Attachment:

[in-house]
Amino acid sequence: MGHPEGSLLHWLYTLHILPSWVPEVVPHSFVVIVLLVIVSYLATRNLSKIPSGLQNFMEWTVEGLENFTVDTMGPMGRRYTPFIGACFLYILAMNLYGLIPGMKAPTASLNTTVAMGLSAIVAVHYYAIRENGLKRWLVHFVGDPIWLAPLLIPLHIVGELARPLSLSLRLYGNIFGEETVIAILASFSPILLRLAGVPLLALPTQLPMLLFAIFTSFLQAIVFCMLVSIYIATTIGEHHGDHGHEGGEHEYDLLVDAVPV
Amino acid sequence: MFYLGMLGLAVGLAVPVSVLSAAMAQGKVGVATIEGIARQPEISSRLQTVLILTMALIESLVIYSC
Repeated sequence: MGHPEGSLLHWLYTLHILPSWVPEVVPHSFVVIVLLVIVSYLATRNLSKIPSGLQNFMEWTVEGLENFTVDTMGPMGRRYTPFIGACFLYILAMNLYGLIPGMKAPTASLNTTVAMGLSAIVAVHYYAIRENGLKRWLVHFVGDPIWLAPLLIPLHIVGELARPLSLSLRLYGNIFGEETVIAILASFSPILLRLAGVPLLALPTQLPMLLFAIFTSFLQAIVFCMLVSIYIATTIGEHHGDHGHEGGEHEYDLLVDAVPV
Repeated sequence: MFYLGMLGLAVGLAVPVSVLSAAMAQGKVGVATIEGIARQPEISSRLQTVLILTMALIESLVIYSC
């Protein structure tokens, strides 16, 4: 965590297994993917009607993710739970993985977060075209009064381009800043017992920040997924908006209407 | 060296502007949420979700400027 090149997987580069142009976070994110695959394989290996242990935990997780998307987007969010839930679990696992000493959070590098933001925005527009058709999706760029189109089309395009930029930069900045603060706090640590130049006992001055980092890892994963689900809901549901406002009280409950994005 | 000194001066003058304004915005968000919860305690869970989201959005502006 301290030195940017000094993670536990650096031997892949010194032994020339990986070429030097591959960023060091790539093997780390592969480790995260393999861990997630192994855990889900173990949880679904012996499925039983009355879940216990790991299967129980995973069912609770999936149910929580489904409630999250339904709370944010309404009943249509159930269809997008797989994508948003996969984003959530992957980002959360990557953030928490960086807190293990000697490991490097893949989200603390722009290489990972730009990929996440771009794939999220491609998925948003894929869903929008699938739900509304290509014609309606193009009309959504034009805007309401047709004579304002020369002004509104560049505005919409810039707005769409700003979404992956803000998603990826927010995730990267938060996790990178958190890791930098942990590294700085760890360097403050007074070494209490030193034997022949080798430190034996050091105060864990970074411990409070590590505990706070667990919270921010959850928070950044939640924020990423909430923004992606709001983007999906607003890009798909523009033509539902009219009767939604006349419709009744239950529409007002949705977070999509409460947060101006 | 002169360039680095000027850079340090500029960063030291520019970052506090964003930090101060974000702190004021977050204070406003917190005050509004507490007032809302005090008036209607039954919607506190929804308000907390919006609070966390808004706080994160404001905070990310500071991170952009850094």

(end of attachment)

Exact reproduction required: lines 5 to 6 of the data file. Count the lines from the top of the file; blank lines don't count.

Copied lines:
Repeated sequence: MFYLGMLGLAVGLAVPVSVLSAAMAQGKVGVATIEGIARQPEISSRLQTVLILTMALIESLVIYSC
């Protein structure tokens, strides 16, 4: 965590297994993917009607993710739970993985977060075209009064381009800043017992920040997924908006209407 | 060296502007949420979700400027 090149997987580069142009976070994110695959394989290996242990935990997780998307987007969010839930679990696992000493959070590098933001925005527009058709999706760029189109089309395009930029930069900045603060706090640590130049006992001055980092890892994963689900809901549901406002009280409950994005 | 000194001066003058304004915005968000919860305690869970989201959005502006 301290030195940017000094993670536990650096031997892949010194032994020339990986070429030097591959960023060091790539093997780390592969480790995260393999861990997630192994855990889900173990949880679904012996499925039983009355879940216990790991299967129980995973069912609770999936149910929580489904409630999250339904709370944010309404009943249509159930269809997008797989994508948003996969984003959530992957980002959360990557953030928490960086807190293990000697490991490097893949989200603390722009290489990972730009990929996440771009794939999220491609998925948003894929869903929008699938739900509304290509014609309606193009009309959504034009805007309401047709004579304002020369002004509104560049505005919409810039707005769409700003979404992956803000998603990826927010995730990267938060996790990178958190890791930098942990590294700085760890360097403050007074070494209490030193034997022949080798430190034996050091105060864990970074411990409070590590505990706070667990919270921010959850928070950044939640924020990423909430923004992606709001983007999906607003890009798909523009033509539902009219009767939604006349419709009744239950529409007002949705977070999509409460947060101006 | 002169360039680095000027850079340090500029960063030291520019970052506090964003930090101060974000702190004021977050204070406003917190005050509004507490007032809302005090008036209607039954919607506190929804308000907390919006609070966390808004706080994160404001905070990310500071991170952009850094």